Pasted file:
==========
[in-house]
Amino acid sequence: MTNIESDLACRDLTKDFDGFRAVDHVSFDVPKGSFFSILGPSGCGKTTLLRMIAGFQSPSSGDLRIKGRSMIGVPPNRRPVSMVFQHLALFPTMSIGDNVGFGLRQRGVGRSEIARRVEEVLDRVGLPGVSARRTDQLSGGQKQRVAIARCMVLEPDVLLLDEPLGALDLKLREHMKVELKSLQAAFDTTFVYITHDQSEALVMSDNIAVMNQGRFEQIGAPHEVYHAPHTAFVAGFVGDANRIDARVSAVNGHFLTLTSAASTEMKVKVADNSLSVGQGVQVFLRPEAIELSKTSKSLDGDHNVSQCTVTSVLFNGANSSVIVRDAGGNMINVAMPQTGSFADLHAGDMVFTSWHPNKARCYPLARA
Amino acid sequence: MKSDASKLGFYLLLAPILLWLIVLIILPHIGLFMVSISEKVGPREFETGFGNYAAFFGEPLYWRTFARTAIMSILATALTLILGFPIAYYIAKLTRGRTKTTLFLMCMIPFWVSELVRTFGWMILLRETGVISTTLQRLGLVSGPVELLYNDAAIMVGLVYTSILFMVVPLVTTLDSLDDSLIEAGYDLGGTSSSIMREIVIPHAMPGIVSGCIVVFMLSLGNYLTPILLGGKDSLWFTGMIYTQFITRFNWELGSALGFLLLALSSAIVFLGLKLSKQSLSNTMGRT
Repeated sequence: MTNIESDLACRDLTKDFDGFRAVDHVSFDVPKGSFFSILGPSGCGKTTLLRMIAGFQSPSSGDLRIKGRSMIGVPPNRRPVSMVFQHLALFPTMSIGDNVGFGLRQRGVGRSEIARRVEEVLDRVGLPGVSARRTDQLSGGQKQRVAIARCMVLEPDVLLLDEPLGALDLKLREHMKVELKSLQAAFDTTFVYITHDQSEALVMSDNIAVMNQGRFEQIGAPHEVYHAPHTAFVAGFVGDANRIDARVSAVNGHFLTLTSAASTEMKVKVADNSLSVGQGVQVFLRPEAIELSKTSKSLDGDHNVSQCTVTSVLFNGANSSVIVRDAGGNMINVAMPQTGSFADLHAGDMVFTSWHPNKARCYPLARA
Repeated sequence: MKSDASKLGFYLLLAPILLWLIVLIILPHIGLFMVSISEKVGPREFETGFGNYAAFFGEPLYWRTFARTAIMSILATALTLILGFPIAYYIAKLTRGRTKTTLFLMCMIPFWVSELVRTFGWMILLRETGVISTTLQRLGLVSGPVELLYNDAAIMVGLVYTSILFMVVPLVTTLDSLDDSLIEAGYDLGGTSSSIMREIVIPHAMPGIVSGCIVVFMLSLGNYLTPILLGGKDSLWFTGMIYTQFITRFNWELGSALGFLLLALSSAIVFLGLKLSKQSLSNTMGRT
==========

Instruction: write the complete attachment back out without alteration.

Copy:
[in-house]
Amino acid sequence: MTNIESDLACRDLTKDFDGFRAVDHVSFDVPKGSFFSILGPSGCGKTTLLRMIAGFQSPSSGDLRIKGRSMIGVPPNRRPVSMVFQHLALFPTMSIGDNVGFGLRQRGVGRSEIARRVEEVLDRVGLPGVSARRTDQLSGGQKQRVAIARCMVLEPDVLLLDEPLGALDLKLREHMKVELKSLQAAFDTTFVYITHDQSEALVMSDNIAVMNQGRFEQIGAPHEVYHAPHTAFVAGFVGDANRIDARVSAVNGHFLTLTSAASTEMKVKVADNSLSVGQGVQVFLRPEAIELSKTSKSLDGDHNVSQCTVTSVLFNGANSSVIVRDAGGNMINVAMPQTGSFADLHAGDMVFTSWHPNKARCYPLARA
Amino acid sequence: MKSDASKLGFYLLLAPILLWLIVLIILPHIGLFMVSISEKVGPREFETGFGNYAAFFGEPLYWRTFARTAIMSILATALTLILGFPIAYYIAKLTRGRTKTTLFLMCMIPFWVSELVRTFGWMILLRETGVISTTLQRLGLVSGPVELLYNDAAIMVGLVYTSILFMVVPLVTTLDSLDDSLIEAGYDLGGTSSSIMREIVIPHAMPGIVSGCIVVFMLSLGNYLTPILLGGKDSLWFTGMIYTQFITRFNWELGSALGFLLLALSSAIVFLGLKLSKQSLSNTMGRT
Repeated sequence: MTNIESDLACRDLTKDFDGFRAVDHVSFDVPKGSFFSILGPSGCGKTTLLRMIAGFQSPSSGDLRIKGRSMIGVPPNRRPVSMVFQHLALFPTMSIGDNVGFGLRQRGVGRSEIARRVEEVLDRVGLPGVSARRTDQLSGGQKQRVAIARCMVLEPDVLLLDEPLGALDLKLREHMKVELKSLQAAFDTTFVYITHDQSEALVMSDNIAVMNQGRFEQIGAPHEVYHAPHTAFVAGFVGDANRIDARVSAVNGHFLTLTSAASTEMKVKVADNSLSVGQGVQVFLRPEAIELSKTSKSLDGDHNVSQCTVTSVLFNGANSSVIVRDAGGNMINVAMPQTGSFADLHAGDMVFTSWHPNKARCYPLARA
Repeated sequence: MKSDASKLGFYLLLAPILLWLIVLIILPHIGLFMVSISEKVGPREFETGFGNYAAFFGEPLYWRTFARTAIMSILATALTLILGFPIAYYIAKLTRGRTKTTLFLMCMIPFWVSELVRTFGWMILLRETGVISTTLQRLGLVSGPVELLYNDAAIMVGLVYTSILFMVVPLVTTLDSLDDSLIEAGYDLGGTSSSIMREIVIPHAMPGIVSGCIVVFMLSLGNYLTPILLGGKDSLWFTGMIYTQFITRFNWELGSALGFLLLALSSAIVFLGLKLSKQSLSNTMGRT